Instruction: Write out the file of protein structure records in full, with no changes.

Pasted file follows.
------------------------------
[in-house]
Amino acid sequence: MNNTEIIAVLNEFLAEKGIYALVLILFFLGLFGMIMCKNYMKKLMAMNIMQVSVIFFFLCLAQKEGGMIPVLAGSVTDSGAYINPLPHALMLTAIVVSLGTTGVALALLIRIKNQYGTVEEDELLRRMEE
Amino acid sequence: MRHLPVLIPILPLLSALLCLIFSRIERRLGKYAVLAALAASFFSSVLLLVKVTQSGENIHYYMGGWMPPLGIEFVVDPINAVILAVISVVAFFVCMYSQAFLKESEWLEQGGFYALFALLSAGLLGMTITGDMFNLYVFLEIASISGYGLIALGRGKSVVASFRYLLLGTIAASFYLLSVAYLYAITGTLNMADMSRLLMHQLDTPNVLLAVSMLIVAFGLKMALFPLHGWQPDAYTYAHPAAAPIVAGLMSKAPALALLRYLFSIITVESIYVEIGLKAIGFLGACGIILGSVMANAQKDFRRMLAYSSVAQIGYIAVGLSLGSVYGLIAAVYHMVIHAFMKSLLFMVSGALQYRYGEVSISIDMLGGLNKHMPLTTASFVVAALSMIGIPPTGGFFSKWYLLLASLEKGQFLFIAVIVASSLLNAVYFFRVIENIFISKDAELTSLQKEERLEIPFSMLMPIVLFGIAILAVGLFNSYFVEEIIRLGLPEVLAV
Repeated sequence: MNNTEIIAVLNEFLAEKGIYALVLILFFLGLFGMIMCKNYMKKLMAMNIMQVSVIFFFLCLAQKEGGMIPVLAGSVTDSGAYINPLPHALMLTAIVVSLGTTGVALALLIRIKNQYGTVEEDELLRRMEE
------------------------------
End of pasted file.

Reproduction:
[in-house]
Amino acid sequence: MNNTEIIAVLNEFLAEKGIYALVLILFFLGLFGMIMCKNYMKKLMAMNIMQVSVIFFFLCLAQKEGGMIPVLAGSVTDSGAYINPLPHALMLTAIVVSLGTTGVALALLIRIKNQYGTVEEDELLRRMEE
Amino acid sequence: MRHLPVLIPILPLLSALLCLIFSRIERRLGKYAVLAALAASFFSSVLLLVKVTQSGENIHYYMGGWMPPLGIEFVVDPINAVILAVISVVAFFVCMYSQAFLKESEWLEQGGFYALFALLSAGLLGMTITGDMFNLYVFLEIASISGYGLIALGRGKSVVASFRYLLLGTIAASFYLLSVAYLYAITGTLNMADMSRLLMHQLDTPNVLLAVSMLIVAFGLKMALFPLHGWQPDAYTYAHPAAAPIVAGLMSKAPALALLRYLFSIITVESIYVEIGLKAIGFLGACGIILGSVMANAQKDFRRMLAYSSVAQIGYIAVGLSLGSVYGLIAAVYHMVIHAFMKSLLFMVSGALQYRYGEVSISIDMLGGLNKHMPLTTASFVVAALSMIGIPPTGGFFSKWYLLLASLEKGQFLFIAVIVASSLLNAVYFFRVIENIFISKDAELTSLQKEERLEIPFSMLMPIVLFGIAILAVGLFNSYFVEEIIRLGLPEVLAV
Repeated sequence: MNNTEIIAVLNEFLAEKGIYALVLILFFLGLFGMIMCKNYMKKLMAMNIMQVSVIFFFLCLAQKEGGMIPVLAGSVTDSGAYINPLPHALMLTAIVVSLGTTGVALALLIRIKNQYGTVEEDELLRRMEE